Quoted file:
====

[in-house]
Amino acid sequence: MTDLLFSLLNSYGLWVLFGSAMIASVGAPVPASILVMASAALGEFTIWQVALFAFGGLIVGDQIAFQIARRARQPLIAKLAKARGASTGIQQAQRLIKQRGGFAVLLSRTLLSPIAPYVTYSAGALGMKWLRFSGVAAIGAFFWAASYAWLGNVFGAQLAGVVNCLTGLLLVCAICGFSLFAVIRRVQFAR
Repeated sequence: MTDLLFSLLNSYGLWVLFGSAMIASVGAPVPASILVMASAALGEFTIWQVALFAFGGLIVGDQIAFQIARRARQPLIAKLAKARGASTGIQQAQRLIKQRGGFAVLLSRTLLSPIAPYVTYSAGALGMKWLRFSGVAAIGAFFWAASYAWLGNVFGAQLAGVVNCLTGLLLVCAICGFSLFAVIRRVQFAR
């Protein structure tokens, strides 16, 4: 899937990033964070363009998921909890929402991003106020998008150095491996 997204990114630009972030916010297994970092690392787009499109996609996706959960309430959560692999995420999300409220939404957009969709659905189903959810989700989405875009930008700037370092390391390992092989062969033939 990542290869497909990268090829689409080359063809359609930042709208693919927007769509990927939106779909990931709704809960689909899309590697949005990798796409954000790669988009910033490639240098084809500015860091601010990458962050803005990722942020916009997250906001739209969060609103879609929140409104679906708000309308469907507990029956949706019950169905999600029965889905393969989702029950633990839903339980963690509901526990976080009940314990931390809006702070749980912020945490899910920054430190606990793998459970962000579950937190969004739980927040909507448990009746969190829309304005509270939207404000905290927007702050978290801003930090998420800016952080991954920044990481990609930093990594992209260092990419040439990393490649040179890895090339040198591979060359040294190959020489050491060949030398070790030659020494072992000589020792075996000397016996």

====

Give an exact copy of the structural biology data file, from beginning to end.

[in-house]
Amino acid sequence: MTDLLFSLLNSYGLWVLFGSAMIASVGAPVPASILVMASAALGEFTIWQVALFAFGGLIVGDQIAFQIARRARQPLIAKLAKARGASTGIQQAQRLIKQRGGFAVLLSRTLLSPIAPYVTYSAGALGMKWLRFSGVAAIGAFFWAASYAWLGNVFGAQLAGVVNCLTGLLLVCAICGFSLFAVIRRVQFAR
Repeated sequence: MTDLLFSLLNSYGLWVLFGSAMIASVGAPVPASILVMASAALGEFTIWQVALFAFGGLIVGDQIAFQIARRARQPLIAKLAKARGASTGIQQAQRLIKQRGGFAVLLSRTLLSPIAPYVTYSAGALGMKWLRFSGVAAIGAFFWAASYAWLGNVFGAQLAGVVNCLTGLLLVCAICGFSLFAVIRRVQFAR
């Protein structure tokens, strides 16, 4: 899937990033964070363009998921909890929402991003106020998008150095491996 997204990114630009972030916010297994970092690392787009499109996609996706959960309430959560692999995420999300409220939404957009969709659905189903959810989700989405875009930008700037370092390391390992092989062969033939 990542290869497909990268090829689409080359063809359609930042709208693919927007769509990927939106779909990931709704809960689909899309590697949005990798796409954000790669988009910033490639240098084809500015860091601010990458962050803005990722942020916009997250906001739209969060609103879609929140409104679906708000309308469907507990029956949706019950169905999600029965889905393969989702029950633990839903339980963690509901526990976080009940314990931390809006702070749980912020945490899910920054430190606990793998459970962000579950937190969004739980927040909507448990009746969190829309304005509270939207404000905290927007702050978290801003930090998420800016952080991954920044990481990609930093990594992209260092990419040439990393490649040179890895090339040198591979060359040294190959020489050491060949030398070790030659020494072992000589020792075996000397016996």